Going from 32 to 64 bit is certainly an issue, unless you are already running 64 bit and want to keep it that way.

bhishan
October 14th, 2009, 05:58 PM
backup ur stuff and do clean install

LewRockwell
October 14th, 2009, 08:31 PM
i got burned in the gutsy upgrade. It left me with a very unstable system and no way to get back to the stable feisty. never again.

My procedure now is:
- wait a few weeks until the community discovers and resolves the common issues.
- test the new release for a week or so with a livecd/liveusb test-drive so i'm sure it works on my hardware!!!!!!!
- back up my files and do a clean install.

+ 1,000,000,000,000,000,000,000,000,000,000,000,000

.

Kaizzer
October 14th, 2009, 09:54 PM
from what if read here (http://ubuntuforums.org/showthread.php?p=8104667)

clean install is the best way to go..also .. waiting a few month till it has been community proven seems very wise...

Regards.

bwallum
October 14th, 2009, 10:12 PM
Put your home folder in a separate partition to save all your stuff. It's really good if you can put that partition on a new hard drive. (label it HomeHD or something similar) Then do a fresh install 3 weeks after the release (allows for any last minute major bugs to surface and be fixed). To link in your 'HomeHD' put this line at the bottom of the /etc/fstab file on your newly installed Karmic drive:

LABEL=HomeHD /home ext3 relatime 0 2
That's safe and you get to keep all your settings. You lose any past tinkerings in the system (like proprietory drivers) and get a clean start-again system.

....well thats what I'll be doing anyway and I have been updating Karmic from alpha. Its good to have a flush in my opinion.

Mighty_Joe
October 15th, 2009, 01:37 PM
Put your home folder in a separate partition to save all your stuff.
It's a good idea to keep your data separate from the OS, however, it can introduce other problems. Many applications save settings in your home directory and every once in a while an upgrade will have incompatibilities with previous version's settings (ask me how I know) :mad:

Ekeluo
October 15th, 2009, 01:57 PM
Wow, I must be the black sheep of this topic. I upgraded my 'acceptably working' jaunty (after converting - not reformatting, converting the hard drive to ext4) to karmic beta and, though it's not perfect, it's better than how I started of with jaunty. I'm just saying an upgrade is very possible, but if you can afford it still go for the reinstall though (I can't not yet). Regardless, a separate home partition is still highly recommended.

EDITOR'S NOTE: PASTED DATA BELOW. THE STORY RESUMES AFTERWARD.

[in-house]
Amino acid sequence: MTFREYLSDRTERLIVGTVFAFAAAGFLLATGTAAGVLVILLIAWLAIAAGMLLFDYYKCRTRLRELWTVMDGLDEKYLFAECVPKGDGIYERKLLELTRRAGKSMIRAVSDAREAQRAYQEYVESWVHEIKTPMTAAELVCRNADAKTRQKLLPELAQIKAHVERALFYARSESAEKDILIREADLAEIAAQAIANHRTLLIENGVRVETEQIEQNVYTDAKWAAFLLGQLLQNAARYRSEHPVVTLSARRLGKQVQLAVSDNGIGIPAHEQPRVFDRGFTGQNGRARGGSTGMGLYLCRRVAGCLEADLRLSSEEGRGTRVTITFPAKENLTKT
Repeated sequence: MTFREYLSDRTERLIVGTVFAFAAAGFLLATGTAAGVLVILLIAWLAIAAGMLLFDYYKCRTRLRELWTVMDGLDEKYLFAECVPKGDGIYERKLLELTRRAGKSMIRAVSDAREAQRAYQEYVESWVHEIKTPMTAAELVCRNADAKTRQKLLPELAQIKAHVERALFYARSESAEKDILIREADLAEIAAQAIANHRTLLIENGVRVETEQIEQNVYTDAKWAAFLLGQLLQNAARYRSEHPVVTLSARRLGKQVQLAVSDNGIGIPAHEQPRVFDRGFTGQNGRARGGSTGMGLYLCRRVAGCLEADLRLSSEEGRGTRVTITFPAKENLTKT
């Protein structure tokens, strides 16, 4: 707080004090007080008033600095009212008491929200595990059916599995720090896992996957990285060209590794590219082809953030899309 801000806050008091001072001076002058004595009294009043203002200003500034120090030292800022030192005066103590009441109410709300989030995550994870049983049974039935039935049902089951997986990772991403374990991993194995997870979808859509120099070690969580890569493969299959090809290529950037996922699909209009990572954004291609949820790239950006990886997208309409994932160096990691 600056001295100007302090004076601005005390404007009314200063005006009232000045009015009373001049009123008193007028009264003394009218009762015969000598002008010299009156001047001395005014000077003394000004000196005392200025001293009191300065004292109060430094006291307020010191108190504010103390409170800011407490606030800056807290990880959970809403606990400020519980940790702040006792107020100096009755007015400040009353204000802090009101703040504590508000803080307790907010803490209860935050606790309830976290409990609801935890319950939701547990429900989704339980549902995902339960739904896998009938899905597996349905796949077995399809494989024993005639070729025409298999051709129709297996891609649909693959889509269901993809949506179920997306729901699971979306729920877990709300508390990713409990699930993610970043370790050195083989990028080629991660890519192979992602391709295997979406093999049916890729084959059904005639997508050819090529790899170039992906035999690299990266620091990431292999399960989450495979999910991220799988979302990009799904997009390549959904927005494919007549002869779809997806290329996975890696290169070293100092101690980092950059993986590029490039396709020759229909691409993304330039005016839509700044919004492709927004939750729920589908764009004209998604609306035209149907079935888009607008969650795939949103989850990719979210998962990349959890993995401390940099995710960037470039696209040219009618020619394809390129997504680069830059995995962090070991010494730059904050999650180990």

cmcanulty
October 15th, 2009, 02:07 PM
So can we upgrade to ext4 file system without losing our documents? Very helpful advice as I was planning to upgrade on Oct 29th!

QIII
October 15th, 2009, 05:15 PM
ALWAYS do back ups before you do anything like this! You shouldn't, under normal circumstances, lose anything. But how often do you encounter "normal" circumstances?

DO BACKUPS FIRST!


You can, in fact, upgrade to ext4 and GRUB2.

This guy has a good method for upgrading to ext4

http://maketecheasier.com/how-to-upgrade-from-ext3-to-ext4-without-formatting-the-hard-disk/2009/04/21

And here's a good bit on installing GRUB2.

http://www.howtoforge.com/how-to-install-grub-2-on-ubuntu-9.04

If you install GRUB2 and are dual booting, also run:


sudo apt-get install os-prober
sudo os-prober
sudo update-grub2

Ingvar G.
October 15th, 2009, 05:27 PM
One more point for clean install.

Good luck!

gdonwallace
October 15th, 2009, 05:32 PM
For me, at least this time around I will be doing both. I have been running the beta on my laptop and getting daily updates, so when the final release comes out, there should not be any problems.

As to the complete re-install. I have to do that on my desktop at work. So yes, I will be backing up some data and folders, but I feel better about the complete install on that machine. I want to make sure that there are no problems, because this is the machine I do all my work on.

Penguin Guy
October 15th, 2009, 05:35 PM
Upgrade, unless you have a good reason for doing a fresh install. When I did a fresh install I realised just how much I had customized my Ubuntu.

KhanTG
October 15th, 2009, 08:48 PM
I tried upgrading with hardy and jaunty and still ended up having to do a clean install. I, personally, am going to avoid the upgrade method for quite some time... you might also consider NOT upgrading; if what you have is working well for you, why bother (I have no room to talk, I constantly get betas and try out new {to me} distros). So...

If you don't care and just want new stuff, flip a coin.
If you have "mission critical" information; back it up OFTEN and stay with what works for you.

caco
October 29th, 2009, 08:51 AM
Clean install works best ... don't forget to backup first! ;)

Zoot7
October 29th, 2009, 10:35 AM
Clean install with a seperate home partition is what i do these days. :)
Gave up on upgrades after Hardy to Intrepid broke everything.